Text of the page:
Power Outage: Bats Go Silent, Blue Jays Season Ends
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For a team built around timely hitting and homerun power, the Toronto Blue Jays’ World Series dreams ended last night with barely a whimper, as the team bowed out of the post-season with a 3-0 flame-out to the Cleveland Indians.
The loss finished off the Jays for another year, leaving fans wondering where it all went wrong and what changes will take place in the upcoming off-season.
The Jays’ Game 5 loss against Cleveland was eerily similar to last year’s post-season loss to the Kanas City Royals: the batting was meek, the homeruns were non-existent and the ability to hit with runners in scoring position was historically pathetic. Josh Donaldson, Jose Bautista, Edwin Encarnacion and Troy Tulowitzki failed to generate any offence against a depleted Cleveland pitching staff that was there for the taking. The Jays unheralded starting pitchers and bullpen held up their end of the bargain—it was the highly paid batters who couldn’t get it done.
After back-to-back American League Championship Series losses, it’s become clear that that Jays, as they’re currently structured, are incapable of winning the big one. Whether GM Ross Atkins takes this to heart and decides to blow up the entire lineup or, instead, decides to minor changes in the offseason is a big question. However, it’s almost certain that three of the most popular players of the last few years will not return for the 2017 season.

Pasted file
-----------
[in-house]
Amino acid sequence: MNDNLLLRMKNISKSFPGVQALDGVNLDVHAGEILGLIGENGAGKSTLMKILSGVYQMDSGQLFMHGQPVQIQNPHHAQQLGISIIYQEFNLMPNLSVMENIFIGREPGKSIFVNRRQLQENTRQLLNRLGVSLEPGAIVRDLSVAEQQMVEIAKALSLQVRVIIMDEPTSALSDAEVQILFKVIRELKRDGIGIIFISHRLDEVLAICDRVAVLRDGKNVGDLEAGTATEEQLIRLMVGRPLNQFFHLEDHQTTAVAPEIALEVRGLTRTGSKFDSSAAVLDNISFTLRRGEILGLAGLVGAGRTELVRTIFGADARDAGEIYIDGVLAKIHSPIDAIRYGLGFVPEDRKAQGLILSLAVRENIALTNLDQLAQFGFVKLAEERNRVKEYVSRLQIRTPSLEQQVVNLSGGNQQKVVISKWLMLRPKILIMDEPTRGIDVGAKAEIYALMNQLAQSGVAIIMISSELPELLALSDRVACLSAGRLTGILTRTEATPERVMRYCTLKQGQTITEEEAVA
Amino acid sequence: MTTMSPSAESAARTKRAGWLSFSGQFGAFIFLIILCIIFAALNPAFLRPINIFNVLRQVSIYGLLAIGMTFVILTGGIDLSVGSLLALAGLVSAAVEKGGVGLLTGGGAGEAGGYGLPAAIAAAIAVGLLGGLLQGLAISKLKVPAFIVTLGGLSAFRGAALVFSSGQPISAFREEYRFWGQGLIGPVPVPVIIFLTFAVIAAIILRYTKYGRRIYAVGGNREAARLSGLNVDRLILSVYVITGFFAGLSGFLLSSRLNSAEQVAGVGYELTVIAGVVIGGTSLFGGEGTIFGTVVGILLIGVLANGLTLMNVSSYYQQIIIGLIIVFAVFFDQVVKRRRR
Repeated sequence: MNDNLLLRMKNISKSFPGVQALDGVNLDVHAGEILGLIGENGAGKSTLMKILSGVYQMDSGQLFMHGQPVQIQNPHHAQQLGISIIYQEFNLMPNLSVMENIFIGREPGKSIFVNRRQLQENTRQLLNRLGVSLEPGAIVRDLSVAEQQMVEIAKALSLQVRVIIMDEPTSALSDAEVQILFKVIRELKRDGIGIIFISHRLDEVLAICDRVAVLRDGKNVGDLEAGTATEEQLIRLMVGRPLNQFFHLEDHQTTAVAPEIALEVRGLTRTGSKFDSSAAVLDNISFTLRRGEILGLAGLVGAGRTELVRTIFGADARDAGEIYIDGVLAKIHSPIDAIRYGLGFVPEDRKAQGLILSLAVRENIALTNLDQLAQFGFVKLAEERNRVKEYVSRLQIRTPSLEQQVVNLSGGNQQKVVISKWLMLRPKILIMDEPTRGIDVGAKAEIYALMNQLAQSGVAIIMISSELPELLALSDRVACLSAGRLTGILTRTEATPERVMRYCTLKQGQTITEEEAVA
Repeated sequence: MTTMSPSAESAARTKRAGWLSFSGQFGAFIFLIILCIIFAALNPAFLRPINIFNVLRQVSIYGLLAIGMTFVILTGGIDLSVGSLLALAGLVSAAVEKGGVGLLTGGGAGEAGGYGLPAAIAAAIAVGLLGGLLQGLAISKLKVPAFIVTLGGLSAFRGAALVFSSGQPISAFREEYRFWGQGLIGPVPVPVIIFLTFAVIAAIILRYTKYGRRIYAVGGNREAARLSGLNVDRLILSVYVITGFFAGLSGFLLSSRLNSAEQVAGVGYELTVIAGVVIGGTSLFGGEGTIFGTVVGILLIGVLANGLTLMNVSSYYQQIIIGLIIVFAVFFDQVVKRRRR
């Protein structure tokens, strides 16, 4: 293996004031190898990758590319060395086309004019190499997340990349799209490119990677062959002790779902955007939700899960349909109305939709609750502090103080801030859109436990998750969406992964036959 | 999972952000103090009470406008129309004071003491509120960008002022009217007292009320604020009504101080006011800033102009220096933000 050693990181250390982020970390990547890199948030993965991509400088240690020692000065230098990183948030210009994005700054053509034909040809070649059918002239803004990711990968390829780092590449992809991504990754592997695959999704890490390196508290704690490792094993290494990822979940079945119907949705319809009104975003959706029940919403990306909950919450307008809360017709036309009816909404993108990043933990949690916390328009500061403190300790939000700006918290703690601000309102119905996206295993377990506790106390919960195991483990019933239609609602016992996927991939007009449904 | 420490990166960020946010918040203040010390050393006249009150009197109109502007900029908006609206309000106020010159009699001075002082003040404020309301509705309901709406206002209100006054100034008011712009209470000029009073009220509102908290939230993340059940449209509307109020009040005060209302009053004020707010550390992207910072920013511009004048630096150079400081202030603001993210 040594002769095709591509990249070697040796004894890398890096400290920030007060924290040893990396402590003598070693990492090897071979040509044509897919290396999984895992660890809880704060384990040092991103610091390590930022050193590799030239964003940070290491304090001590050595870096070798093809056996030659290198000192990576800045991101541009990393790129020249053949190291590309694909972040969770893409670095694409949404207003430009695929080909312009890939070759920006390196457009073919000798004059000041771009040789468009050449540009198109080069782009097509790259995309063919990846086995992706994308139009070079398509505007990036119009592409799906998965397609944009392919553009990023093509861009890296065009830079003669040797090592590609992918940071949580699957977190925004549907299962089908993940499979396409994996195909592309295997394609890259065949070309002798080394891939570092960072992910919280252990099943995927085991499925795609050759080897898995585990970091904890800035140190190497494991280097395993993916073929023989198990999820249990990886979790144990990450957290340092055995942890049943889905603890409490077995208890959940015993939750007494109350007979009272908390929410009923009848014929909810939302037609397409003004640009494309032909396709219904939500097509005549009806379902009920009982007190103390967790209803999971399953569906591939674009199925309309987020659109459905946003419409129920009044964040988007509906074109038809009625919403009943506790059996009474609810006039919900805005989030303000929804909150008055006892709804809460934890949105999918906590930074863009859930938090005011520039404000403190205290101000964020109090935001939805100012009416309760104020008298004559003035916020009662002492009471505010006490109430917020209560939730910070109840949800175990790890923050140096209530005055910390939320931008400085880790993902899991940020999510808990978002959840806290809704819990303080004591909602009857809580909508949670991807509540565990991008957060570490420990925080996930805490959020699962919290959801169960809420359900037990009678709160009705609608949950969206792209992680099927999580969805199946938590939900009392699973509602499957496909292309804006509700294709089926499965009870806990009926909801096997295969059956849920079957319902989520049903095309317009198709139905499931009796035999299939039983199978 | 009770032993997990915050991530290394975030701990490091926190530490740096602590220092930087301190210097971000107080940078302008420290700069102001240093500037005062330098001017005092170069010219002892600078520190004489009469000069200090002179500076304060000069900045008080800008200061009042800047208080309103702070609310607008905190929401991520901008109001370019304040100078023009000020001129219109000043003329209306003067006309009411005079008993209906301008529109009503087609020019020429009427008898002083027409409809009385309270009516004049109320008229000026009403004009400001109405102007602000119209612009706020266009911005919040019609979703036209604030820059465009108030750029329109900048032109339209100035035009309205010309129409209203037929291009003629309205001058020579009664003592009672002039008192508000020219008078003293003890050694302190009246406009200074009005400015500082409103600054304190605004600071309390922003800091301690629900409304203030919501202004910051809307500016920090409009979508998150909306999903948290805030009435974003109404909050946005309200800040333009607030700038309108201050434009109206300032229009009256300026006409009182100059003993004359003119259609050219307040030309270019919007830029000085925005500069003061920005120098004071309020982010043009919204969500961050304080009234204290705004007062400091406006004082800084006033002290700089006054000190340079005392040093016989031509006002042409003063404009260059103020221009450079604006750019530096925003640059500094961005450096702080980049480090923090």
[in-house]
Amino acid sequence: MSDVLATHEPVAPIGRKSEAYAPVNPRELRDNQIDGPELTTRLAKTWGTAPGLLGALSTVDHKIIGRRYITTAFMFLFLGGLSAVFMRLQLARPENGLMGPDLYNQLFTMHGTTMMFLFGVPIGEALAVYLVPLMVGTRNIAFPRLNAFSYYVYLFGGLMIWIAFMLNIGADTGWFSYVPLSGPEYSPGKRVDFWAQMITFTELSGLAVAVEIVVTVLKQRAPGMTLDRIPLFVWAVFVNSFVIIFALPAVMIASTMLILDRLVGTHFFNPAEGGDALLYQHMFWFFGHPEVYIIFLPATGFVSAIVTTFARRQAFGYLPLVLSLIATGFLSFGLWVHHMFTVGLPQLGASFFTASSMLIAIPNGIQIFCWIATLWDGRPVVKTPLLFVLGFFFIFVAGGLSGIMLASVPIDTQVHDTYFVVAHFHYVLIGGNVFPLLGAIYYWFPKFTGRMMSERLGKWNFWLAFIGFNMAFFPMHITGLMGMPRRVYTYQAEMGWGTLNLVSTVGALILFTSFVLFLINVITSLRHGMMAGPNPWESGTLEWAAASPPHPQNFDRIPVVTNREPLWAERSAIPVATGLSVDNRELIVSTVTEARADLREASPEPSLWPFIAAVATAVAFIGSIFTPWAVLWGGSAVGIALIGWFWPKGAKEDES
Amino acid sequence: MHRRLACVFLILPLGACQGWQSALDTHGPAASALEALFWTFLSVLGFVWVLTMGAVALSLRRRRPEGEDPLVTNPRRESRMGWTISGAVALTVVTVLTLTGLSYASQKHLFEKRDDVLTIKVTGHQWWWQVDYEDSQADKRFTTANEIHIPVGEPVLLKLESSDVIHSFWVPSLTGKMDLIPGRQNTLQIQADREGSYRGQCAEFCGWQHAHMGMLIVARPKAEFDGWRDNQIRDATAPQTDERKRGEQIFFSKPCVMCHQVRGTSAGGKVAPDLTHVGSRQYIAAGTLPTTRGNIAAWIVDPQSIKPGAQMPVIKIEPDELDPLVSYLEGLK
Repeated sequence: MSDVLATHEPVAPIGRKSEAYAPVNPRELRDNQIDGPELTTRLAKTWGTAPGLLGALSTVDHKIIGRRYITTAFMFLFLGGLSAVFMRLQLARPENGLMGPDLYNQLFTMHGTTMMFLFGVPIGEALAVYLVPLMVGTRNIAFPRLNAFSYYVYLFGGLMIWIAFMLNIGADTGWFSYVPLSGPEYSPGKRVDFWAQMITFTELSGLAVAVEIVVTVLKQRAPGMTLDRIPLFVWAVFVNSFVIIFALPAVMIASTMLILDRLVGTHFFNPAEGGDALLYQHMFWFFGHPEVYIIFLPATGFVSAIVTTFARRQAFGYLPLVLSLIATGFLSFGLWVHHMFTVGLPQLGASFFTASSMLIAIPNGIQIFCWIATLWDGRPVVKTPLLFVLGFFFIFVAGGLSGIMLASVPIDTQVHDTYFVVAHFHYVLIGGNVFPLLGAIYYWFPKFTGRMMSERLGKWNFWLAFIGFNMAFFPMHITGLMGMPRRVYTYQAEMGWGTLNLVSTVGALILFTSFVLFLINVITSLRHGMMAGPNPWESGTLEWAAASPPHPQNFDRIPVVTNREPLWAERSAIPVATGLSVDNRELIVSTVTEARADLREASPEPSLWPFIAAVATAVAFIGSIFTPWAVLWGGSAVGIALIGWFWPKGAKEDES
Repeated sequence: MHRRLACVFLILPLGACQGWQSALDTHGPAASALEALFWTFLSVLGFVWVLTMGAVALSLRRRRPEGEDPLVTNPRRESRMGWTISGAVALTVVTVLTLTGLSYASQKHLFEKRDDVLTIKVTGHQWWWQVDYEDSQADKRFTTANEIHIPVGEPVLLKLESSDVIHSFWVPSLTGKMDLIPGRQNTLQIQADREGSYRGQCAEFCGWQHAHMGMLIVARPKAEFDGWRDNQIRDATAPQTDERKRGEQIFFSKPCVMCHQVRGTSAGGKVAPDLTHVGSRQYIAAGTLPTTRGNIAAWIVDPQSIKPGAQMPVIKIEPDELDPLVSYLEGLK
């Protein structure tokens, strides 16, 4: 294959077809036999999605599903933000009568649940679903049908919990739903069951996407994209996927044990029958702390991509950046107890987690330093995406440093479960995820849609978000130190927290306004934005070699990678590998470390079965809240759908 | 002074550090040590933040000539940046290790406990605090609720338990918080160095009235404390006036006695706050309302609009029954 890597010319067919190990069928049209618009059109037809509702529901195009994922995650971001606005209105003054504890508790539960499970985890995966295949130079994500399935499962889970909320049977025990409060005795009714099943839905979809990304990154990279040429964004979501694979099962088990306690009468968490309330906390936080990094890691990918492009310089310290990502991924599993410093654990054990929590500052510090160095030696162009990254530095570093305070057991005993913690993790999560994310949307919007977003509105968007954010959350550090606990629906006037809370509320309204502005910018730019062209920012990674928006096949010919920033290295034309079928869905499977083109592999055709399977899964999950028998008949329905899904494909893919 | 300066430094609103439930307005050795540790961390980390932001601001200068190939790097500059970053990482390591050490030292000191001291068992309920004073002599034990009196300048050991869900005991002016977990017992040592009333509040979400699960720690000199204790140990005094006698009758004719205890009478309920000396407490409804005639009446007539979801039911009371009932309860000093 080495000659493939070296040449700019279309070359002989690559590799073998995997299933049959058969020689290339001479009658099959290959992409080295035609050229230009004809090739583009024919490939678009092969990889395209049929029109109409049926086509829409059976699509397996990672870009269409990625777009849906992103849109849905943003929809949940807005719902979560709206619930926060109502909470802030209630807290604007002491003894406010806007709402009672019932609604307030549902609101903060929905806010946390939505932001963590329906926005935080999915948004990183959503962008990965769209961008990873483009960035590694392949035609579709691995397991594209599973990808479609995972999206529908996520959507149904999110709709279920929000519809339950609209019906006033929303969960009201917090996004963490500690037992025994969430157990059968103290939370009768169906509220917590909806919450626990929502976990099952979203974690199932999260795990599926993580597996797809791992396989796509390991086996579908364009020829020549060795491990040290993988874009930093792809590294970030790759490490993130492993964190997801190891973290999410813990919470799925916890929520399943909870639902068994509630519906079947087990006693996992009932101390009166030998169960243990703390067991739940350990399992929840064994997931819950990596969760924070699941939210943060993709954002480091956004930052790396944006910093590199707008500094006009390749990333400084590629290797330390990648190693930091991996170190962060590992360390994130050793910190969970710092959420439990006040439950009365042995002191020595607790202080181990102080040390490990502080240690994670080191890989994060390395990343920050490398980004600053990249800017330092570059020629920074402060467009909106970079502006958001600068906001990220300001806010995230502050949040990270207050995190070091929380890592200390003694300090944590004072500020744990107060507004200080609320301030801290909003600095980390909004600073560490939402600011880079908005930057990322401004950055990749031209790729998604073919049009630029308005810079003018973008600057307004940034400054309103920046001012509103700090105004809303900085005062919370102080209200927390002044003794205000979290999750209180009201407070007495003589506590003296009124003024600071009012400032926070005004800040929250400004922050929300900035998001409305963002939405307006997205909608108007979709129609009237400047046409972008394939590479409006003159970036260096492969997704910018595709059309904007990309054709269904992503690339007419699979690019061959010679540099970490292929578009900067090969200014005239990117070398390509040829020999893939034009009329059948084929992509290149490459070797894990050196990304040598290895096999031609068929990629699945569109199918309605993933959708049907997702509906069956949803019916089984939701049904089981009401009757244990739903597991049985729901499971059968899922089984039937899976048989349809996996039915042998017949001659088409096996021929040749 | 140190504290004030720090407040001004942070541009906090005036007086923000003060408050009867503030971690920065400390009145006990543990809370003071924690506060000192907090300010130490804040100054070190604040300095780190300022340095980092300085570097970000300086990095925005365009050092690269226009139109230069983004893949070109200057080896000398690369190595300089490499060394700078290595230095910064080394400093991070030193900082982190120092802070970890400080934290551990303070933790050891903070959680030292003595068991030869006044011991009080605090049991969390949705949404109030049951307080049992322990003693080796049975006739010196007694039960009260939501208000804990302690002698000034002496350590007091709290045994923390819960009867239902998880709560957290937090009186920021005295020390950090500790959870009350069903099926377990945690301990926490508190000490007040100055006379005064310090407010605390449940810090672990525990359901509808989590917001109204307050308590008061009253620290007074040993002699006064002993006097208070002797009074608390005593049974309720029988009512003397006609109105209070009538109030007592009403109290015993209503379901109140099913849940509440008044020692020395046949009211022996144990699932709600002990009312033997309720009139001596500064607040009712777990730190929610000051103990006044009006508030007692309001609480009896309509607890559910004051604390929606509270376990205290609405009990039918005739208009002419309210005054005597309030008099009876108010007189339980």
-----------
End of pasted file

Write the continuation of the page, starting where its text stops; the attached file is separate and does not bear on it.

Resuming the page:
Jose Bautista: It goes without saying that free agent Bautista will not be back in a Blue Jays uniform next year. The slugger battled through injuries all year and never regained the fearsome power stroke that made him the scourge of pitching staffs. Although his homerun power, fielding skills, throwing arm and speed have all greatly diminished, his mouth keeps running at it’s usual rate. Bautista’s pre-game comments that young pitcher Ryan Merrit would be “shaking in his boots” before Game 5 seemed to stoke the hurler, who shut out the Jays for four innings.
Edwin Encarnacion: Another free agent whose days in Toronto are likely numbered. Although he said the right things (“I like the team. I like the fans. I like everything about the city. This is my first choice. But to be honest, my head isn’t going to be into this until after the World Series ends.”), it’s hard to imagine the team throwing huge dollars towards a one-dimensional player whose best years may be behind him.
John Gibbons: While Jose and Edwin may flee, the Jays manager Gibbons will back, as announced last night by GM Atkins: “The one that is certain is our desire for him to continue to lead this organization on the field, and his desire is the same.” While Gibby may not be highly regarded in baseball circles, he’s honest, entertaining and extremely popular with players and fans alike.